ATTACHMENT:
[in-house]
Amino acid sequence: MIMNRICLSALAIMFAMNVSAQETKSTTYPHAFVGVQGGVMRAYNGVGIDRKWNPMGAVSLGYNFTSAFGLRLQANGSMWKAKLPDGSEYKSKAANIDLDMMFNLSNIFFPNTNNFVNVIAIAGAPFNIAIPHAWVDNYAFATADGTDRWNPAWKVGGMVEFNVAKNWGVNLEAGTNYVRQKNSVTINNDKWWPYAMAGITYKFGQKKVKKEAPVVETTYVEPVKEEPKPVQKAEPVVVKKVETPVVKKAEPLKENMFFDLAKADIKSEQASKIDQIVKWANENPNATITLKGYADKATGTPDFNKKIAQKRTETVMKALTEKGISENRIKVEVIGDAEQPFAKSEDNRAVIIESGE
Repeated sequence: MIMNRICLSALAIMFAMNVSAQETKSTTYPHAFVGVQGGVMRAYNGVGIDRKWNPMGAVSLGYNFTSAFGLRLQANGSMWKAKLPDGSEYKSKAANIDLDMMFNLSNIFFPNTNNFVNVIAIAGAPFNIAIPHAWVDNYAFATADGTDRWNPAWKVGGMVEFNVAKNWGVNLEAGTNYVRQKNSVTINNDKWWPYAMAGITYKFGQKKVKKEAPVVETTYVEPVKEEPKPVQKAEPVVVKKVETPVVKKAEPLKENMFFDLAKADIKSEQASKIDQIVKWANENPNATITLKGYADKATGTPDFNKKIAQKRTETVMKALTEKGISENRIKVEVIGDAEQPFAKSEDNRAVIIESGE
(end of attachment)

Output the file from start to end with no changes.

[in-house]
Amino acid sequence: MIMNRICLSALAIMFAMNVSAQETKSTTYPHAFVGVQGGVMRAYNGVGIDRKWNPMGAVSLGYNFTSAFGLRLQANGSMWKAKLPDGSEYKSKAANIDLDMMFNLSNIFFPNTNNFVNVIAIAGAPFNIAIPHAWVDNYAFATADGTDRWNPAWKVGGMVEFNVAKNWGVNLEAGTNYVRQKNSVTINNDKWWPYAMAGITYKFGQKKVKKEAPVVETTYVEPVKEEPKPVQKAEPVVVKKVETPVVKKAEPLKENMFFDLAKADIKSEQASKIDQIVKWANENPNATITLKGYADKATGTPDFNKKIAQKRTETVMKALTEKGISENRIKVEVIGDAEQPFAKSEDNRAVIIESGE
Repeated sequence: MIMNRICLSALAIMFAMNVSAQETKSTTYPHAFVGVQGGVMRAYNGVGIDRKWNPMGAVSLGYNFTSAFGLRLQANGSMWKAKLPDGSEYKSKAANIDLDMMFNLSNIFFPNTNNFVNVIAIAGAPFNIAIPHAWVDNYAFATADGTDRWNPAWKVGGMVEFNVAKNWGVNLEAGTNYVRQKNSVTINNDKWWPYAMAGITYKFGQKKVKKEAPVVETTYVEPVKEEPKPVQKAEPVVVKKVETPVVKKAEPLKENMFFDLAKADIKSEQASKIDQIVKWANENPNATITLKGYADKATGTPDFNKKIAQKRTETVMKALTEKGISENRIKVEVIGDAEQPFAKSEDNRAVIIESGE